|The Sculptures by the Sea complement the landscape.|
I don’t know much about art, but I know I like public outdoor art exhibitions where dogs are welcome. And it turns out that Sculptures by the Sea is the world’s largest public outdoor art exhibition. So we travelled to Bondi Beach to view the sculptures there.
|Phil wasn't sure about this one (Thomas Quale's "Comenavadrink and waddayalookinat".|
Even without sculptures, the Bondi to Tamarama walk is stunning, especially early in the morning. And the thing we’ve discovered about sculptures is that once you start looking at them, every structure you come across on the bath seems like a sculpture. A simple rubbish bin between artworks prompts the question “is this a sculpture? What does it mean?”
|Sculpture by Julie Collins and Derek John, "Evidence based research: crossing the line".|
Unlike just about every other art exhibition I’ve been to, at Sculptures by the Sea, you don’t have to cloak your bag, photographs are encouraged and touching of works (at least some of them) expected.
|Kerrie Argent's work, "Overconsumption" is meticulously constructed from bottle tops.|
If you are in Sydney this weekend and looking for something nice to do, it’s well worth a visit – though I strongly recommend public transport or car pooling.
More information here.
|Harrie Fisher, "Which way forward?"|
In other news we were asked a question by Judy G about what to do if an animal is bitten or scratched by a bat. The NT’s Chief Veterinary Officer released information this week about Australian Bat Lyssavirus (ABL) being detected in the Northern Territory. I think the best resource (though NSW-centric) is the Department of Primary Industry’s guidelines (click here to view the PDF).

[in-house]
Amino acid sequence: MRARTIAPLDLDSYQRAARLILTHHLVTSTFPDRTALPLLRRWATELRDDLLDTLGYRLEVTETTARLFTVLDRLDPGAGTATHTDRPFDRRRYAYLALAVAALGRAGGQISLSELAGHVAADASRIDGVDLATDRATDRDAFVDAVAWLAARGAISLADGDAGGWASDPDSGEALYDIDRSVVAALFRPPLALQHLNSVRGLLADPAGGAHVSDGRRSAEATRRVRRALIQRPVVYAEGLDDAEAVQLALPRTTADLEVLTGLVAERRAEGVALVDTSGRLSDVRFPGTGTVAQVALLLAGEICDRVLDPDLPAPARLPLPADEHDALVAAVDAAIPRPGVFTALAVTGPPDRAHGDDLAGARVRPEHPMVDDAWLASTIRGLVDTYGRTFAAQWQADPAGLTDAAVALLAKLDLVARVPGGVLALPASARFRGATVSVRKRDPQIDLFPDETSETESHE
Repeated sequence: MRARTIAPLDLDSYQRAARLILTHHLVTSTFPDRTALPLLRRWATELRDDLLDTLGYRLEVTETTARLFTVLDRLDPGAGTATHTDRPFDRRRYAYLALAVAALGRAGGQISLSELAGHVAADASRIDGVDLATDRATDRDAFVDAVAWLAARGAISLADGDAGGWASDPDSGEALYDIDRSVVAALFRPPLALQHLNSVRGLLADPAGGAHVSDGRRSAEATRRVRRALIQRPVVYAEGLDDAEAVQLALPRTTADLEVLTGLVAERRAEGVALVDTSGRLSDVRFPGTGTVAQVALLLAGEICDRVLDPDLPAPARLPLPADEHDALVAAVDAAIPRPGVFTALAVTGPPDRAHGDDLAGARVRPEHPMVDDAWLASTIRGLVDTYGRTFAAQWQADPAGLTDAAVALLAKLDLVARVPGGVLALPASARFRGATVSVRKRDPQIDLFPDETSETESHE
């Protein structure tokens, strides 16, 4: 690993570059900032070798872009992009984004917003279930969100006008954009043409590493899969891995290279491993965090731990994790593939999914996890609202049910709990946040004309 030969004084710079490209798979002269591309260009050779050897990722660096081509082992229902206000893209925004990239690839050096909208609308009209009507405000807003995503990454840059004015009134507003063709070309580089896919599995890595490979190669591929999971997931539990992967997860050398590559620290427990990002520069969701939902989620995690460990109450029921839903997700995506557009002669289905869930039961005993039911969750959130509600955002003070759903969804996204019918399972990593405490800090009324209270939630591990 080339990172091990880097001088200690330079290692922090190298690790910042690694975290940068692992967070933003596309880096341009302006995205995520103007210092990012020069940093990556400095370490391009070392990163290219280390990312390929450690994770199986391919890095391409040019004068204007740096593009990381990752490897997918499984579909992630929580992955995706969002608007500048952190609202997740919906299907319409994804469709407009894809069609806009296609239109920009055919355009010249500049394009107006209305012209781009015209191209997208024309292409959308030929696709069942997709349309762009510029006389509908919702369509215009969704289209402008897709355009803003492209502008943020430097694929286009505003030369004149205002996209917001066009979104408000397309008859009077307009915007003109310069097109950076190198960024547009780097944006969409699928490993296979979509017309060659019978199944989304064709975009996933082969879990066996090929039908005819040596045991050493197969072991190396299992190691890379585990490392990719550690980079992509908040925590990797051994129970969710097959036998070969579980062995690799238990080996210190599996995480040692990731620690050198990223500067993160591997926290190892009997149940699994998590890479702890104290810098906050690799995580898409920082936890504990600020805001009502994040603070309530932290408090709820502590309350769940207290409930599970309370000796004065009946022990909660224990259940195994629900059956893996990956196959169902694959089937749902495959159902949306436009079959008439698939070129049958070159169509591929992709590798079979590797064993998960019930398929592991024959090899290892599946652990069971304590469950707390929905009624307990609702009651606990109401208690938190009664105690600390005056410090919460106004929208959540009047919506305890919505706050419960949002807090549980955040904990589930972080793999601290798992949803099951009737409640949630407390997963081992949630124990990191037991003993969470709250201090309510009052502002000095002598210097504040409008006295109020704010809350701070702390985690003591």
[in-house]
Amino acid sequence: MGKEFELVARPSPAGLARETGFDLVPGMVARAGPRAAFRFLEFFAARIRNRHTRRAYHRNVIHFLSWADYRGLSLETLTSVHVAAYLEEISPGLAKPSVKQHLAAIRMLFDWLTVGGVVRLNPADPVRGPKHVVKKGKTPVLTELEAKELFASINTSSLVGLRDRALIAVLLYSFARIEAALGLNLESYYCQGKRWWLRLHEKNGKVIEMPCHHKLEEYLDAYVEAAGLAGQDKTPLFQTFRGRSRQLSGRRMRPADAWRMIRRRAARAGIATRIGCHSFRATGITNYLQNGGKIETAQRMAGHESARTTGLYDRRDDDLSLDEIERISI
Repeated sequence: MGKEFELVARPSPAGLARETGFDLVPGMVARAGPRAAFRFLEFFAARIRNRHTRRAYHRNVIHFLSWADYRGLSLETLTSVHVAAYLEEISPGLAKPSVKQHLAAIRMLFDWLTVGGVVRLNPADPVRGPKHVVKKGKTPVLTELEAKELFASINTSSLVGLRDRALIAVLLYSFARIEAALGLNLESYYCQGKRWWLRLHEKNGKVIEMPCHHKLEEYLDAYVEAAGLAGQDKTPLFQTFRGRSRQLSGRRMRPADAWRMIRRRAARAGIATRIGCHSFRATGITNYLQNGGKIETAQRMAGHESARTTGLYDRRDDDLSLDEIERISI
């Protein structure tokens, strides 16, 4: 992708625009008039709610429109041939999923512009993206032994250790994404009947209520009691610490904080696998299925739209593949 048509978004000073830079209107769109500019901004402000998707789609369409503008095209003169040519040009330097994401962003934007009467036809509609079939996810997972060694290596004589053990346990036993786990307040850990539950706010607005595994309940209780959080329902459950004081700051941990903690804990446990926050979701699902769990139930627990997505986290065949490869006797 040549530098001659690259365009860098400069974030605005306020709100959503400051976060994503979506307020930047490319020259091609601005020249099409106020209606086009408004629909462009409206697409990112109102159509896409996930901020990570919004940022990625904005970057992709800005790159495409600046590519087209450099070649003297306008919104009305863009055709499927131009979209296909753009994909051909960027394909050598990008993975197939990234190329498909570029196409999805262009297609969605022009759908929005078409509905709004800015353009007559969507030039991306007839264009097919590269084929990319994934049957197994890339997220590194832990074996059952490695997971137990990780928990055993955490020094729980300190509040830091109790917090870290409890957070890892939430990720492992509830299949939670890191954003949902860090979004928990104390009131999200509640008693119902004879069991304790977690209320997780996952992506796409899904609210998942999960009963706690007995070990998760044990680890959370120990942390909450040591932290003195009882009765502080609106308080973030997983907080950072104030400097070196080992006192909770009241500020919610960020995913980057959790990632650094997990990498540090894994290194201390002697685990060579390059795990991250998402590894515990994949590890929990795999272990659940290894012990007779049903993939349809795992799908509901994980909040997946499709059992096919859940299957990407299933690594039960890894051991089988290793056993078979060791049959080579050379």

(One thing I found interesting is that the key differential diagnosis for bats showing clinical signs associated with ABL – seizures, tremors, paralysis, paresis, weakness, overt aggression, ground-dwelling or acting unusually – are rat lungworm and head trauma. Another reason for vets to be aware of rat lungworm infection).
Essentially if an animal is bitten or scratched by a bat, the bat – where possible – should be submitted for testing. If the body is NOT available for testing, vaccination of the animal against rabies is recommended. This is done under a permit system. The animal is also monitored for two years.
If an animal is bitten or scratched and the bat tests NEGATIVE, vaccination is not required. More details in the guidelines here. Excellent question!